Resting in the Everlasting Arms

 Everlasting Arms

Deuteronomy 32:27: Our eternal refuge with Our Creator eternal, and God’s almighty arms underneath are everlasting.

I am almost three weeks into my radiation treatments for prostate cancer (my prognosis is positive and the treatments are quick and painless, and I am thankful that so far I have had no adverse effects), and share a ride with a woman whom I’ll call Sharon from our church. It’s nice to have company on the 32-mile round trip drive, and I’ve gotten to know Sharon better over the past couple of weeks.

The past couple of weeks, Sharon has shared a number of stories from her past with me. She grew up in Derry, a small town in New Hampshire and went to the local high school, where Robert Frost taught for a while. (She told me she did not have him as a teacher.) The population was so small that one school bus covered the entire attendance area. And I thought I had a long bus ride in high school! Sharon went on to say that buses were only for students through grade eight. After that, they were on their own. Her father went to work at 6:30 AM and dropped her at a traffic circle about a half mile from school. The janitor lived at the school so he had the building open and stoves going when she arrived. I imagine it was a glimpse of Paradise to come in to a warm building from the New Hampshire winter.

Sharon’s older brother was born in 1930. While he was still an infant, his mother stood holding him in their living room while an electrical storm raged about them. Lightning struck the house, traveled into the room and hit the baby, not harming the mother at all. Of course the infant suffered neurological damage and had seizures and other medical problems the rest of his short life. He passed away at age seven when Marge was four, and she spoke with great tenderness of taking care of this unfortunate child.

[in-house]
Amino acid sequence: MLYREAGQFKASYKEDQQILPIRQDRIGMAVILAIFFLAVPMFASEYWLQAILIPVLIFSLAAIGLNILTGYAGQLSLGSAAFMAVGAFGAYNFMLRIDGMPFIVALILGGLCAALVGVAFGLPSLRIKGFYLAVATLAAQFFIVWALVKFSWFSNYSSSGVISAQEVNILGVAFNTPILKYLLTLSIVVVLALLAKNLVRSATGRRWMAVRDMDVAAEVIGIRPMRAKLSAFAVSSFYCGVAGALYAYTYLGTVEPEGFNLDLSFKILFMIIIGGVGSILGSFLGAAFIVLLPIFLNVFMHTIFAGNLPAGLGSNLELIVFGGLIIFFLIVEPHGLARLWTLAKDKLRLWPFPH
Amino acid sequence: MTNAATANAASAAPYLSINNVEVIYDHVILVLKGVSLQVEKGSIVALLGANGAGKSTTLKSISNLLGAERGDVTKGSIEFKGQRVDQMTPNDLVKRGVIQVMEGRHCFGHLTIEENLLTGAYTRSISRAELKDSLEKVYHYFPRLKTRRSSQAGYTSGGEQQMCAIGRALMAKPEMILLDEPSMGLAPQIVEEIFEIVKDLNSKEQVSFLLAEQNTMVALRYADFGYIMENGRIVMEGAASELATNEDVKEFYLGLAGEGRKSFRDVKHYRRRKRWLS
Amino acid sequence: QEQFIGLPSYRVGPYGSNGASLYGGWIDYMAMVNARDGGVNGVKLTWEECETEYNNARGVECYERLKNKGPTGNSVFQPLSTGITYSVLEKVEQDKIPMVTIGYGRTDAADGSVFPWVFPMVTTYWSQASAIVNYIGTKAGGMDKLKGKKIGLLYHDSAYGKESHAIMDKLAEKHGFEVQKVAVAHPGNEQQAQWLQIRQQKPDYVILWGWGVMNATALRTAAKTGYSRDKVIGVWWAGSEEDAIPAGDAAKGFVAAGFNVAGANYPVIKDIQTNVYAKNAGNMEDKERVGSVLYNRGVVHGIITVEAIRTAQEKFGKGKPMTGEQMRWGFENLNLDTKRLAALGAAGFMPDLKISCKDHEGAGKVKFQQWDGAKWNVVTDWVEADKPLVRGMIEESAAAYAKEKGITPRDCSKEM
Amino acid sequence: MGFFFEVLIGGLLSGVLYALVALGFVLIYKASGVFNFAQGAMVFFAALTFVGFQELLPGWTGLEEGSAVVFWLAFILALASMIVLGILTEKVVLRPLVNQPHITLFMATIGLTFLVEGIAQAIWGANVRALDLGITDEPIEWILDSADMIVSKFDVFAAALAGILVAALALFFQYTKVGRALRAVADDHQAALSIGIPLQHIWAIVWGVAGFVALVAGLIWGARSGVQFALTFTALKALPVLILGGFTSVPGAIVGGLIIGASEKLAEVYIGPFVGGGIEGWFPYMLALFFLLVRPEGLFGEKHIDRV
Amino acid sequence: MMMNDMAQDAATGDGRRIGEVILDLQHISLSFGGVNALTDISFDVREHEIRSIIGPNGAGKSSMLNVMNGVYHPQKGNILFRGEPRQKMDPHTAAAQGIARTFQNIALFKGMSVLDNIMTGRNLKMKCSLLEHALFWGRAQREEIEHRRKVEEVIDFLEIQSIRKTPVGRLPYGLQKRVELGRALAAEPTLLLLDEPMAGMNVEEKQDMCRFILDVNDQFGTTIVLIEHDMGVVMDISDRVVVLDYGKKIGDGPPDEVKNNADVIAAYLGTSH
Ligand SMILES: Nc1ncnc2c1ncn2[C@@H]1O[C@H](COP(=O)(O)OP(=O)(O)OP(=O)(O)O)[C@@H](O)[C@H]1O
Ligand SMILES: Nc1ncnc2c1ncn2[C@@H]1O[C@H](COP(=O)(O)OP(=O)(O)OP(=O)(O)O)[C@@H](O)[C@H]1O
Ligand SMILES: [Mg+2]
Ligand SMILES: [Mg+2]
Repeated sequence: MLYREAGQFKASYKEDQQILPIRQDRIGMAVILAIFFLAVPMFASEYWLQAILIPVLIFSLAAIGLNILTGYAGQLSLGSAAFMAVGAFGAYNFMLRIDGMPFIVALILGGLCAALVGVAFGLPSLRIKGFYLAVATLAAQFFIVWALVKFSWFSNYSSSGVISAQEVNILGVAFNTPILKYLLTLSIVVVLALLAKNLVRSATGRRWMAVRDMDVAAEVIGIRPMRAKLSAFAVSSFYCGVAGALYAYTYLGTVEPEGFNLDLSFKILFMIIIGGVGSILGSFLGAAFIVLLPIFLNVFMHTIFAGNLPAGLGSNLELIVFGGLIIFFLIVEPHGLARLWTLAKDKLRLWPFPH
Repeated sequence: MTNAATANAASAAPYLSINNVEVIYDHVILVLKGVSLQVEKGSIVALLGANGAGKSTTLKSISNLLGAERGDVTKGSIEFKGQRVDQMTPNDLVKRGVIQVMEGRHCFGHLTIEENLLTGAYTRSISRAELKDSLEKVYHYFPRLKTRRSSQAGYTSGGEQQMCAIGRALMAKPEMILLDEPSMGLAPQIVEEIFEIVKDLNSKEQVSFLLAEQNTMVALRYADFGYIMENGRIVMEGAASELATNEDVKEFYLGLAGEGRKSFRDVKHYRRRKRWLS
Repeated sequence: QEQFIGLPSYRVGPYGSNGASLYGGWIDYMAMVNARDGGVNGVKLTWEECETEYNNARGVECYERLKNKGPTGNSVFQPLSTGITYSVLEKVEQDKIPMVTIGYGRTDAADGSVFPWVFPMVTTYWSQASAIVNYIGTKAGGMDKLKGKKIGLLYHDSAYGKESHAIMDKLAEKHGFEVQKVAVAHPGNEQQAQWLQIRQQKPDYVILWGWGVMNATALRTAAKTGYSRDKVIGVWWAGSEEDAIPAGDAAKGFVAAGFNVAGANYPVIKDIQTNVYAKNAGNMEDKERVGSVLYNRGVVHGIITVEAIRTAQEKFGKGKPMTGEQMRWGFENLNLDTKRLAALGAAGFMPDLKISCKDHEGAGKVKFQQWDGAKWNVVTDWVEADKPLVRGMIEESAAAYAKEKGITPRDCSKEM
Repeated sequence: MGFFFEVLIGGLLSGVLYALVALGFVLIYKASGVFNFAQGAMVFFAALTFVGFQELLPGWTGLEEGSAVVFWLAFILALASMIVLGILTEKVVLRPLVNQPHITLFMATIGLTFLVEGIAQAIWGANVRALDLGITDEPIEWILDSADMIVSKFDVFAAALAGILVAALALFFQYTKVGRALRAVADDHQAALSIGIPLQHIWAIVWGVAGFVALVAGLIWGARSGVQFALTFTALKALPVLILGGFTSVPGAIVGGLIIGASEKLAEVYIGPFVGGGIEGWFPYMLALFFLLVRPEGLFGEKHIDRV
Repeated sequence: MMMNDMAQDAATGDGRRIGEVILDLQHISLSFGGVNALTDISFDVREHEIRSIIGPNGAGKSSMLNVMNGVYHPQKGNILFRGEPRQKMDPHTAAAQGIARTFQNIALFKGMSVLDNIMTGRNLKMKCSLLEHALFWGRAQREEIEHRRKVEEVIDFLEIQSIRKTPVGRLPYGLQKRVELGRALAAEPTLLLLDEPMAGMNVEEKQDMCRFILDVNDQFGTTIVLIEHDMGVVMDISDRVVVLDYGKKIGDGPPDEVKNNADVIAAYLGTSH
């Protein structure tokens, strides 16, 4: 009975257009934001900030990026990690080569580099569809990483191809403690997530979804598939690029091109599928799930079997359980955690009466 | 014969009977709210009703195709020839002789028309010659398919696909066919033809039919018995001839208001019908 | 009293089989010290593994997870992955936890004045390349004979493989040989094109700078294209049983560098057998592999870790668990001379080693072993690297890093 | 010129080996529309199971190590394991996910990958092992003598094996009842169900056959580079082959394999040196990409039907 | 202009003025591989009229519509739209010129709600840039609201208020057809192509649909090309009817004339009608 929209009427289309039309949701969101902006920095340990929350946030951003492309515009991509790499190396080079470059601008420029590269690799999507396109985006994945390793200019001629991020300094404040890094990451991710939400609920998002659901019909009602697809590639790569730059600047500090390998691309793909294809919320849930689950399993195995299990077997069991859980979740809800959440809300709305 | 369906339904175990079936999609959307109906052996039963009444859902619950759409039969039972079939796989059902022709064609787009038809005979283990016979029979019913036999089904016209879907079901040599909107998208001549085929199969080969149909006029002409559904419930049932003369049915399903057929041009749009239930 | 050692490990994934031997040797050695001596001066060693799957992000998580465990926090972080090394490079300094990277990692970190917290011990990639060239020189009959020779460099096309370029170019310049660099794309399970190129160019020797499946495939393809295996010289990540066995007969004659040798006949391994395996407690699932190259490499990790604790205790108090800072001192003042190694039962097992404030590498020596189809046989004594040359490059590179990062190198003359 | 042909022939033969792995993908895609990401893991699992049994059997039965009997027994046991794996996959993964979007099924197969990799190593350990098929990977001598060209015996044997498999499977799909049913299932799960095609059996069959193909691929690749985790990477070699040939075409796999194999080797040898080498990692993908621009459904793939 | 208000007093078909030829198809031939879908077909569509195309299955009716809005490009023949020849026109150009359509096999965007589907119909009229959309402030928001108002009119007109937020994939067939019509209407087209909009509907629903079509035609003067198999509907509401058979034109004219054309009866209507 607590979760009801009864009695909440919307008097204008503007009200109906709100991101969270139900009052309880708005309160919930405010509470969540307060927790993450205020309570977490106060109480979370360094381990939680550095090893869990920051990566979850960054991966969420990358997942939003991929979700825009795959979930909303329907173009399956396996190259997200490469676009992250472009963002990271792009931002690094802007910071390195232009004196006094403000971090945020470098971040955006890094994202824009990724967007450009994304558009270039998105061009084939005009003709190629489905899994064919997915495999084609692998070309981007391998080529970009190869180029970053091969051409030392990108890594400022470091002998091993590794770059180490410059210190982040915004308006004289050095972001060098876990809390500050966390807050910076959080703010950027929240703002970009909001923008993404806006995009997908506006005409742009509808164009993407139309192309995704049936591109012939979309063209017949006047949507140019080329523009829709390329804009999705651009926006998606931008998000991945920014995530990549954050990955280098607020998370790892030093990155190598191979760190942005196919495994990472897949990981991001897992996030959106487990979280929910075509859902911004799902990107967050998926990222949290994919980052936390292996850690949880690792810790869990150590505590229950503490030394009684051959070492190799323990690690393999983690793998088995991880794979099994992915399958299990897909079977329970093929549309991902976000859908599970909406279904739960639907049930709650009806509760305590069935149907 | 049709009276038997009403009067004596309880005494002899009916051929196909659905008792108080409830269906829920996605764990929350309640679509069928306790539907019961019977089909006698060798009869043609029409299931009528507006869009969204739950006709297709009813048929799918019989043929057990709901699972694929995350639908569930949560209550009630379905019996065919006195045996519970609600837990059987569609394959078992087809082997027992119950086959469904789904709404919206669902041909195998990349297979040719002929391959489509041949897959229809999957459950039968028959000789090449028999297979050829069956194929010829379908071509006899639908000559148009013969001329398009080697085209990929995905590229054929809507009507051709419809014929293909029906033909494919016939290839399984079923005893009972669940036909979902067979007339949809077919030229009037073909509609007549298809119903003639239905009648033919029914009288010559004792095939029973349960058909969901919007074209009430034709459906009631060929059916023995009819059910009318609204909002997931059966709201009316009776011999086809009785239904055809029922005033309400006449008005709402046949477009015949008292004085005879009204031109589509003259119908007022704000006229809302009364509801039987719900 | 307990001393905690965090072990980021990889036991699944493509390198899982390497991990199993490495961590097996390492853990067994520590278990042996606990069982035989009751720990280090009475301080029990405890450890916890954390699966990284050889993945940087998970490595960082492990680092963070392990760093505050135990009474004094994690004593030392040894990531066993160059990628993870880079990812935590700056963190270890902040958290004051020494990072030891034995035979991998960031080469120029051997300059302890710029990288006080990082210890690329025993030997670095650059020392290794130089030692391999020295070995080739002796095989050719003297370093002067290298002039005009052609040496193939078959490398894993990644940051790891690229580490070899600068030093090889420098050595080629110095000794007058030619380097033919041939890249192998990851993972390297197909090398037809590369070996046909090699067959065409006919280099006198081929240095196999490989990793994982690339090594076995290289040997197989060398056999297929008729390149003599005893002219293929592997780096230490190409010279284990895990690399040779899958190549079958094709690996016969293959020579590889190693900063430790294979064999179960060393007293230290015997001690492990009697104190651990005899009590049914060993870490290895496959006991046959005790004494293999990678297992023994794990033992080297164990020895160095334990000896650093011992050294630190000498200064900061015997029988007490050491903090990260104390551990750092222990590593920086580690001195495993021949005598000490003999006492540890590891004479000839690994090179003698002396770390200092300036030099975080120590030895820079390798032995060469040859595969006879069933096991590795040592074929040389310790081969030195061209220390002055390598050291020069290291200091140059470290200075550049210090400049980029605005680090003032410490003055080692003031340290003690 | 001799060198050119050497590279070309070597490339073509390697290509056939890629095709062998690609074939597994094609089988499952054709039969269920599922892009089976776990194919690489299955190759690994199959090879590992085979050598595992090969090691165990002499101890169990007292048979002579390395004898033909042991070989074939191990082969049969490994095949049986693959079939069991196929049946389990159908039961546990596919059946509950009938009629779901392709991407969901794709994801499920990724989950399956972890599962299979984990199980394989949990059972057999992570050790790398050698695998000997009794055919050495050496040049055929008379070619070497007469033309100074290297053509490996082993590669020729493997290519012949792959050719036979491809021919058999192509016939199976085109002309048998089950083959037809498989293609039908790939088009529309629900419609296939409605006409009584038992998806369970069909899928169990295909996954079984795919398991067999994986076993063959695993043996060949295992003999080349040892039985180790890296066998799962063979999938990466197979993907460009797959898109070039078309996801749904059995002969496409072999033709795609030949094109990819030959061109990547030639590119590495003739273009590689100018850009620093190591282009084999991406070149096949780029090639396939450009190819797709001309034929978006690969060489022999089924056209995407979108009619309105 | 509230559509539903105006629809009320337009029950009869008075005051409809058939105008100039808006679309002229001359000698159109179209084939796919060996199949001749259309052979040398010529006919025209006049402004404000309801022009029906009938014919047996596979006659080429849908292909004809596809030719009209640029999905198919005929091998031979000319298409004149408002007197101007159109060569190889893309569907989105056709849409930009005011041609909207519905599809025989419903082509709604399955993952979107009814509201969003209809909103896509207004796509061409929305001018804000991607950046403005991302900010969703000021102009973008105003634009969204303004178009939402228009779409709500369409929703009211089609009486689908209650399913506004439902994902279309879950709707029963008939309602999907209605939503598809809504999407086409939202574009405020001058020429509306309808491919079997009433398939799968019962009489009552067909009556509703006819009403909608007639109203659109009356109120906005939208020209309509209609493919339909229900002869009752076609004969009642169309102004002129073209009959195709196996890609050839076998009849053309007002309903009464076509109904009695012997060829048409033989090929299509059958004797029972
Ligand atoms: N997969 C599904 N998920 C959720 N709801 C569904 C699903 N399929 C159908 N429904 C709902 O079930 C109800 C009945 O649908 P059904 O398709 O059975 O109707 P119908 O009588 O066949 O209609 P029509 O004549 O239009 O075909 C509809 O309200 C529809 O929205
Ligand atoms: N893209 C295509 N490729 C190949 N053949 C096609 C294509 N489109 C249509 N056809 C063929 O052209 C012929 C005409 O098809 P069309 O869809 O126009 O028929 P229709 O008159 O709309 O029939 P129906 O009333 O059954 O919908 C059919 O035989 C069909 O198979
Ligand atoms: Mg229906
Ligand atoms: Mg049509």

I had never heard of a babe in arms being struck by lightning, much less while being held in loving arms. It seems to me a parallel to how God treats each of us as God’s eternal children. We are babes in this world, and as the storms of life rage about us, sometimes we are struck by any number of destructive forces. But no matter how we are harmed or the extent of our injuries and diseases, the arms that hold us are everlasting. Let us praise God for God’s goodness, care, compassion and eternal vigilance over us, who are to the Creator as babies to their mothers.

 

 

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The Pursuit of Happiness

Happy Boy Flier

Matthew 5: 12: Be filled with joy and be happy…
Happiness cannot be traveled to, owned, earned, or worn. It is the spiritual experience of living every minute with love, grace and gratitude. -Denis Waitley
I don’t know if you heard about an editorial in The New York Times by Arthur Brooks, president of The American Enterprise Institute, who wrote explains happiness stems from three sources: genetics, events and values.

While half of one’s happiness is genetic, Brooks wrote that 40 percent of happiness can be attributed to events in one’s life and 12 percent boils down to circumstances well within one’s control.

“Everybody’s got these cheerful co-workers who are very annoying, and you think they must have some sort of secret potion. ‘What are they drinking, man?’ But the truth is, half of your happiness is genetic. And understanding that only about 12 percent of your happiness is under your control … you really can control it.”

What are these circumstances one can control to achieve 12 percent of total happiness? Brooks noted that there are four: faith, family, friends and work.

“Don’t waste your time on money, don’t waste your time on these things, spend your time on faith, family, friends and work, making sure that your work serves others and creates value. And if you do those four things, you’re going to get the maximum amount of happiness.”

While a promotion at work, a new house and even a chocolate sundae bring joy, Brooks wrote that the resulting state of euphoria is fleeting — a temporary feeling.

“People will work for years, just to make a boatload of dough and buy that dream house, and six months later, they’re back to their old bummed-out ways,” Brooks wrote.

So while 40 percent of happiness is attributed to events in one’s life — such as that new house, or a professional accomplishment — the happiness experienced from these milestones is short-lived.

Because of this, Brooks advised not to “bet your well-being on big one-time events.” Instead, investing energy in faith, family and friends is a better investment for long-term happiness.